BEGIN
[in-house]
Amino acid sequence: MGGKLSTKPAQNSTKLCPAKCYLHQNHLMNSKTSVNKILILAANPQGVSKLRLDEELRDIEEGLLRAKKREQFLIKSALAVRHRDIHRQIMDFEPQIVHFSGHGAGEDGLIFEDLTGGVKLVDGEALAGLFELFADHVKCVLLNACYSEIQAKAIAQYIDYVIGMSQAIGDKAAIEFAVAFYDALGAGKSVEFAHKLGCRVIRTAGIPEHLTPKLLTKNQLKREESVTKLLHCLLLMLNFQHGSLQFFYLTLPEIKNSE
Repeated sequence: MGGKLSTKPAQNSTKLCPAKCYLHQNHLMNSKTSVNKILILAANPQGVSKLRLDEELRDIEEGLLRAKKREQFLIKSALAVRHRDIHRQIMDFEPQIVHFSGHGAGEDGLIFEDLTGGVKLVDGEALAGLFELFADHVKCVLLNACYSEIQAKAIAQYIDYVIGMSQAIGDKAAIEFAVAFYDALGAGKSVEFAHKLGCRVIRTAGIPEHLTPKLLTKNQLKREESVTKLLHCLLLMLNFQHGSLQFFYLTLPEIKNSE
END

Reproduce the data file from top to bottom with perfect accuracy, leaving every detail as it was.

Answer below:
[in-house]
Amino acid sequence: MGGKLSTKPAQNSTKLCPAKCYLHQNHLMNSKTSVNKILILAANPQGVSKLRLDEELRDIEEGLLRAKKREQFLIKSALAVRHRDIHRQIMDFEPQIVHFSGHGAGEDGLIFEDLTGGVKLVDGEALAGLFELFADHVKCVLLNACYSEIQAKAIAQYIDYVIGMSQAIGDKAAIEFAVAFYDALGAGKSVEFAHKLGCRVIRTAGIPEHLTPKLLTKNQLKREESVTKLLHCLLLMLNFQHGSLQFFYLTLPEIKNSE
Repeated sequence: MGGKLSTKPAQNSTKLCPAKCYLHQNHLMNSKTSVNKILILAANPQGVSKLRLDEELRDIEEGLLRAKKREQFLIKSALAVRHRDIHRQIMDFEPQIVHFSGHGAGEDGLIFEDLTGGVKLVDGEALAGLFELFADHVKCVLLNACYSEIQAKAIAQYIDYVIGMSQAIGDKAAIEFAVAFYDALGAGKSVEFAHKLGCRVIRTAGIPEHLTPKLLTKNQLKREESVTKLLHCLLLMLNFQHGSLQFFYLTLPEIKNSE